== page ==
As an informal forum, the G20 possesses no executive powers, nor are its decisions binding. Therefore, whether G20 decisions are implemented depends on its members’ willingness to compromise. This apparent weakness is at the same time one of its great strengths. Only thanks to its informal character does the G20 acquire the flexibility required to generate effective compromises between member-states with diverging interests.
Business in the G20 process
The B20 and the B20 Coalition support the G20 process through consolidated representation and concrete economic recommendations.
Since 2011, the B20 has supplied the G20 agenda with recommendations for action. Both businesses and business associations are represented in the B20. BDI is also actively engaged in the B20 process.
Like the G20, the B20 also operates without a permanent secretariat. The B20 presidency rotates in step with the G20’s. Each year a B20 summit is held in connection with the G20 presidency, to discuss the G20 topics most important to business. The recommendations of the 2015 B20 Turkey can be accessed here.
Next to its business outreach process (B20), the G20 also conducts civil society dialogues with representatives of trade unions (L20), think tanks and academics (T20), youth (Y20), women’s organisations (W20), and NGOs (C20).
The B20 Coalition is a permanent alliance of leading national business associations from the G20 states. It ensures a continuous exchange between business, the G20 and national governments independently of the rotating presidencies of G20 and B20. In this way, the B20 Coalition augments and supports the B20 process.
With member organizations representing more than 6.7 million businesses, the B20 Coalition is also characterized by a strong anchoring in national politics. Accordingly, the B20 Coalition is an important link that not only participates in international coordination but also, through its members, tracks implementation at the national level.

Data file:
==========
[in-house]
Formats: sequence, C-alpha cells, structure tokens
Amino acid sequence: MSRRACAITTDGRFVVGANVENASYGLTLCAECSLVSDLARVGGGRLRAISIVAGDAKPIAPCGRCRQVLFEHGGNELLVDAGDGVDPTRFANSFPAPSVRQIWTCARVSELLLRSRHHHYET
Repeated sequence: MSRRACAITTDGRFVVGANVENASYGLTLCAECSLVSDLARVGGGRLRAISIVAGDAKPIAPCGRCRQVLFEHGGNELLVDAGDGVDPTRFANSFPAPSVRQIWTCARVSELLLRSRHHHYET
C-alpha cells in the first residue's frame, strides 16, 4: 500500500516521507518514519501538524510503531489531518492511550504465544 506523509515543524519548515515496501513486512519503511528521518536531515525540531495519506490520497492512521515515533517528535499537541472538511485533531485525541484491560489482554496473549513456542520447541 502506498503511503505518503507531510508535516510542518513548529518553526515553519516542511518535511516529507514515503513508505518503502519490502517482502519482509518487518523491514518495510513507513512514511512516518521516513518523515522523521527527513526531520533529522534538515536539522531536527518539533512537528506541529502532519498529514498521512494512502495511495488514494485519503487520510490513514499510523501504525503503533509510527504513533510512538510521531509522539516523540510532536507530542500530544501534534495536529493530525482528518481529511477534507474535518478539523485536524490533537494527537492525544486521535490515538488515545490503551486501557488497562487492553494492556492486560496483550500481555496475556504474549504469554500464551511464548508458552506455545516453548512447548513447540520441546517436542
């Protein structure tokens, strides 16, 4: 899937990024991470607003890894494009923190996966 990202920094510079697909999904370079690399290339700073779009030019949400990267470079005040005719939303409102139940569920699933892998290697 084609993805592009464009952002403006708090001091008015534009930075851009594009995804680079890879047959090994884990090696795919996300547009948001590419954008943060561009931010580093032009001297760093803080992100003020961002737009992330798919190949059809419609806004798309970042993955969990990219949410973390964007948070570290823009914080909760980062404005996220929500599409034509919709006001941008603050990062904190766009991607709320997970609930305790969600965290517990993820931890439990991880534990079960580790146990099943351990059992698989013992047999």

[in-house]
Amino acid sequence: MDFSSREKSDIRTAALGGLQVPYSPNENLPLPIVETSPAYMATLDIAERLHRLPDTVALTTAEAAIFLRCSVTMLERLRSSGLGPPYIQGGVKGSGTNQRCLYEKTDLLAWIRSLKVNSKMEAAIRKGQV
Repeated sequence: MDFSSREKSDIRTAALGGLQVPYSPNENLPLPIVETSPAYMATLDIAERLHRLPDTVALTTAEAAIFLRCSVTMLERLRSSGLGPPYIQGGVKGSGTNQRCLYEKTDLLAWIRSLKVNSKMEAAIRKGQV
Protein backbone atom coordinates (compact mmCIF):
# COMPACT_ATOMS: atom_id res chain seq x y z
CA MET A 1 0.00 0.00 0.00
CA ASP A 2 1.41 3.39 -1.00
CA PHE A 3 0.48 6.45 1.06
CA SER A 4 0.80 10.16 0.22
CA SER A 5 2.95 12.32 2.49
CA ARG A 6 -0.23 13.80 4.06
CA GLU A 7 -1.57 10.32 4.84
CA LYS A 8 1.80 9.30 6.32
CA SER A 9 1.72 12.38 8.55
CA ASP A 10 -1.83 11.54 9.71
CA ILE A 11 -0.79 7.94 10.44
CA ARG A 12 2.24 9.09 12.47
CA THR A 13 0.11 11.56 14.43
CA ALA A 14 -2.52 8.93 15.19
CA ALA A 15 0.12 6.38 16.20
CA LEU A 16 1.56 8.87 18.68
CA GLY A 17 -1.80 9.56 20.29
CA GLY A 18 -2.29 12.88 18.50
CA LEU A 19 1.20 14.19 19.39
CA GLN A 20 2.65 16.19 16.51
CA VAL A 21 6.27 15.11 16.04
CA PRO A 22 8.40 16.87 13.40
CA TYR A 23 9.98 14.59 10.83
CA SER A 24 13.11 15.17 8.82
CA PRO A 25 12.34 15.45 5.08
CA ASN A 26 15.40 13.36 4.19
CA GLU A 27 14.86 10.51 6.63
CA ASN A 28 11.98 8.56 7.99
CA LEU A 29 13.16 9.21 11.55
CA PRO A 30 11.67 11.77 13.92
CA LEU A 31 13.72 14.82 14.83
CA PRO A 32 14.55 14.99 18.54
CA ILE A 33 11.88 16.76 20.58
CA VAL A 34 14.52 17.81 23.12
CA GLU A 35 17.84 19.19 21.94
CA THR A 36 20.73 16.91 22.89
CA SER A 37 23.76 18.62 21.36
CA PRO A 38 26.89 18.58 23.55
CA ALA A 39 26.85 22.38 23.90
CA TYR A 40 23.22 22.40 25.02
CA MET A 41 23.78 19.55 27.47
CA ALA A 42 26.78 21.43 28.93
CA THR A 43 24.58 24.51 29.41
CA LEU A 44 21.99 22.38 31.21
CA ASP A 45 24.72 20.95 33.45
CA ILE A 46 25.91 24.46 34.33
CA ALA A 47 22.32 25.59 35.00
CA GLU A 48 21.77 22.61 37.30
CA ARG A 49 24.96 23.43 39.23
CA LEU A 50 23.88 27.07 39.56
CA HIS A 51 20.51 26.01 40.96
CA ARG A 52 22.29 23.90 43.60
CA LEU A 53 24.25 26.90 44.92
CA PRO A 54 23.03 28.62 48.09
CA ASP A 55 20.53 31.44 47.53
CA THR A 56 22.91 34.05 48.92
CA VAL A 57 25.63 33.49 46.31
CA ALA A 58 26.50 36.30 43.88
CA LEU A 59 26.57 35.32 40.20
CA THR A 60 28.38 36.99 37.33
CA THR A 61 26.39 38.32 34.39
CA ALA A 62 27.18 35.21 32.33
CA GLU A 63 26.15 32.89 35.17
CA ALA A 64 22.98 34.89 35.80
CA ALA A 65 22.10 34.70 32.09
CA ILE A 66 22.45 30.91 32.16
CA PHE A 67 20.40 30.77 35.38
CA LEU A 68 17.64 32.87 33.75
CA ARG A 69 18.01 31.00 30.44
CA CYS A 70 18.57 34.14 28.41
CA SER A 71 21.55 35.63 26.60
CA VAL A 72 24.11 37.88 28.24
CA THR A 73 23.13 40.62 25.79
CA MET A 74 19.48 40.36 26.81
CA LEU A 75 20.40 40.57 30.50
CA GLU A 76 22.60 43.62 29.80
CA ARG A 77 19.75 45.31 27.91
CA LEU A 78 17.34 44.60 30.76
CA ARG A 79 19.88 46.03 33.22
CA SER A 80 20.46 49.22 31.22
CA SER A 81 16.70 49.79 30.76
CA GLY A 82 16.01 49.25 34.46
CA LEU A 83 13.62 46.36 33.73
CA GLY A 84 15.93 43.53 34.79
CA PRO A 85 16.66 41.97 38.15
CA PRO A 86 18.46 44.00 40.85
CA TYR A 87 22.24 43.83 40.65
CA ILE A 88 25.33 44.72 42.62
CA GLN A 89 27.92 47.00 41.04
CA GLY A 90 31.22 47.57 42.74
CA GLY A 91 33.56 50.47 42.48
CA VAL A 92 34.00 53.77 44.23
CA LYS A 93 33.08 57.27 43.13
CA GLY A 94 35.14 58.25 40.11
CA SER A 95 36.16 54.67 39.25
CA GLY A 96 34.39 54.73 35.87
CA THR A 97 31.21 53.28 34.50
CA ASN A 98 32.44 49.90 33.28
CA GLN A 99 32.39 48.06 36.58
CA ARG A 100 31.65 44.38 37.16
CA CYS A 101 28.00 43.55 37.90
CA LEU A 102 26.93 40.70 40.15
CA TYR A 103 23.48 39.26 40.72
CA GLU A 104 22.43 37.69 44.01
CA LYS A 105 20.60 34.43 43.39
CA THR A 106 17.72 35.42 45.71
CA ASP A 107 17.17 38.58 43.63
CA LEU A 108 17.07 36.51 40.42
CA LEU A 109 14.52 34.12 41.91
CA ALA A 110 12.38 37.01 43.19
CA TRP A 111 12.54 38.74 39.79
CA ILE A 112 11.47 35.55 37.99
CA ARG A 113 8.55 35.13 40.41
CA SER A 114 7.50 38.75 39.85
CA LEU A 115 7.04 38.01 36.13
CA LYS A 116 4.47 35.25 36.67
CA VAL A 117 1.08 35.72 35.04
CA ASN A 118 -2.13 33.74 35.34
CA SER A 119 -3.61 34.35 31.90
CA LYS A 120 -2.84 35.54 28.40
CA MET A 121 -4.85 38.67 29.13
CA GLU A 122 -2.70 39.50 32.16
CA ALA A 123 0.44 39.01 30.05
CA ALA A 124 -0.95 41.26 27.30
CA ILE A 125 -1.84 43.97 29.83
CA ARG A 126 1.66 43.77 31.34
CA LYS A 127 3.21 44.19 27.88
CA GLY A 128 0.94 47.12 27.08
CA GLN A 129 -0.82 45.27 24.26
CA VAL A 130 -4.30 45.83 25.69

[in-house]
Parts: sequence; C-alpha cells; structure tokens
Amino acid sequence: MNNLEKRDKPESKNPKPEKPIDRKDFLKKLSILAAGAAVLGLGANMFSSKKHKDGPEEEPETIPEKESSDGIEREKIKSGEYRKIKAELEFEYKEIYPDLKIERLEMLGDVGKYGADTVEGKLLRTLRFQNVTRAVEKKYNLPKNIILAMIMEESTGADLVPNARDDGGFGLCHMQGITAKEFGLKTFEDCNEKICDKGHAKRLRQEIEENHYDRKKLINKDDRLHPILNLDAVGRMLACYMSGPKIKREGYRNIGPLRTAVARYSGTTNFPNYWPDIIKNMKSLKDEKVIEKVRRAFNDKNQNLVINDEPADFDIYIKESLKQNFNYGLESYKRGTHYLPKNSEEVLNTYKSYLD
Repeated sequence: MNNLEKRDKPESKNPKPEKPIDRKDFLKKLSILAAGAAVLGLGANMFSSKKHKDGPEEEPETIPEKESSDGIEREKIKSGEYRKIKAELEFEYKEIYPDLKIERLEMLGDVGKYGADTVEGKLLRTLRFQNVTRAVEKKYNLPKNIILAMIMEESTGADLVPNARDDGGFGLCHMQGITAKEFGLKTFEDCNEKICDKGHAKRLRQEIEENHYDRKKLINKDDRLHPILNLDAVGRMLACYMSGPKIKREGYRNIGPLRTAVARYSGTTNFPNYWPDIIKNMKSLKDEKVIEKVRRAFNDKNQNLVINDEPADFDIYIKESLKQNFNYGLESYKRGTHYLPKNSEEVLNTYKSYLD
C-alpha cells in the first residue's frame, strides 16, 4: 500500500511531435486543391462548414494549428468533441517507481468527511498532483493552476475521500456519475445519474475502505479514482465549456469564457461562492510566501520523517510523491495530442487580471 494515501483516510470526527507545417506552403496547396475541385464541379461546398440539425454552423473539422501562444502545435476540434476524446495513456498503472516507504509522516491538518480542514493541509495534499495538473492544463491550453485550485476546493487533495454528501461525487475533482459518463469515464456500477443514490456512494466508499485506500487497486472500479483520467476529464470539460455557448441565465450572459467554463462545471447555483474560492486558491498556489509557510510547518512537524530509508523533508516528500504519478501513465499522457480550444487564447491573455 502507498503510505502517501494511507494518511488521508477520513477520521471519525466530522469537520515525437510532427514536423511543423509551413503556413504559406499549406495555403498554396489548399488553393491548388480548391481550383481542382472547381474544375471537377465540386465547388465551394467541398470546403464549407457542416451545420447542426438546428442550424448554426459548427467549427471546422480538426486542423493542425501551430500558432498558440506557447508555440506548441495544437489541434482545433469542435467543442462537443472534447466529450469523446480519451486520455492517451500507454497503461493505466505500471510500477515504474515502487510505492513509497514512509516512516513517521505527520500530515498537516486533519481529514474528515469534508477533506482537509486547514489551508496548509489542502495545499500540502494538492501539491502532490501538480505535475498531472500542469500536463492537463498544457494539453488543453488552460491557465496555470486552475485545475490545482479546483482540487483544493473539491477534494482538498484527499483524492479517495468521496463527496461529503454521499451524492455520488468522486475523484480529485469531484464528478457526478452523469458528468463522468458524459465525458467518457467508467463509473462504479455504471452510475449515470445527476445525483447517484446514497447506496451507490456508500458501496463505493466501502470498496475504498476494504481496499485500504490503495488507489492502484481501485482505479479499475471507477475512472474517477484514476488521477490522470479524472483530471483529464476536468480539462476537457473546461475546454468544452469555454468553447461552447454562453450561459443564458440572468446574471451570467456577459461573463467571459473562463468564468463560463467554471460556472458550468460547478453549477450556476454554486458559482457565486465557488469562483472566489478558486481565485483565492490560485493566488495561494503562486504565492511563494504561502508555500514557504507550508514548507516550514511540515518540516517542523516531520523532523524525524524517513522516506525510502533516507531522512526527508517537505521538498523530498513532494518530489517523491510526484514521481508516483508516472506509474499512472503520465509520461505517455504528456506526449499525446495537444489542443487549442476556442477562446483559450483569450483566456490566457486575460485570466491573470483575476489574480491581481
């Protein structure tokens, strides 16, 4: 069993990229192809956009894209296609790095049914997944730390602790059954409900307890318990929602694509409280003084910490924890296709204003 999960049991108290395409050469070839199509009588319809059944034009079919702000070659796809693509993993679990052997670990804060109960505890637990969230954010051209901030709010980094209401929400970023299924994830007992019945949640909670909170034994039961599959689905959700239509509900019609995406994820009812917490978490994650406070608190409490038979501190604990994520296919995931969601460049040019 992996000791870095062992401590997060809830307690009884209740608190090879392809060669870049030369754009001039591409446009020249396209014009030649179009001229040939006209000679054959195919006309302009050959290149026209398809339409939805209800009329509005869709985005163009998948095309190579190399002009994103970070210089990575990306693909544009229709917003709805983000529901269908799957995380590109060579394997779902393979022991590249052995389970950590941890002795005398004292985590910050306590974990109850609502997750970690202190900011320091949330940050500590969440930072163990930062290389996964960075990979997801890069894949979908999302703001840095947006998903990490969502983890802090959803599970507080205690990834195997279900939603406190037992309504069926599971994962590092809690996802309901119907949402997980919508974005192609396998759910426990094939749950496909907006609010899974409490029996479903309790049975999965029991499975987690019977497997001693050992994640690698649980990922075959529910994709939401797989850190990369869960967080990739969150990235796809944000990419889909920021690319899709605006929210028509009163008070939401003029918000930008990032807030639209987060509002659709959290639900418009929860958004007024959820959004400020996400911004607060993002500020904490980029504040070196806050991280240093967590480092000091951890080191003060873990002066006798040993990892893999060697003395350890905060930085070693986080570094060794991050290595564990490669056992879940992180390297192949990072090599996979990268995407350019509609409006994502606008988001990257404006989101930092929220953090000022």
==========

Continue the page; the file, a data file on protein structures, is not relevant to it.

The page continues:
B20 Coalition members:
- Australian Industry Group (Ai Group), Australia
- Federation of German industries (BDI), Germany
- Business Unity South Africa (BUSA), South Africa
- BUSINESSEUROPE, Europe
- Confederation of British Industry (CBI), United Kingdom
- Canadian Chamber of Commerce (CCC), Canada
- Confederation of Employers and Industries of Spain (CEOE), Spain (Spain is no formal G20 member, but regularly participates in G20 meetings)
- Confederation of Indian Industry (CII), India
- National Confederation of Industry Brazil (CNI), Brasilia
- General Confederation of Italian Industry (Confindustria), Italy
- Federation of Korean Industries (FKI), Republic of Korea
- Movement of the Enterprises of France (MEDEF), France
- Turkish Industry and Business Association (TÜSİAD), Turkey
- Argentine Industrial Union (UIA), Argentina
- United States Chamber of Commerce (USCC), United States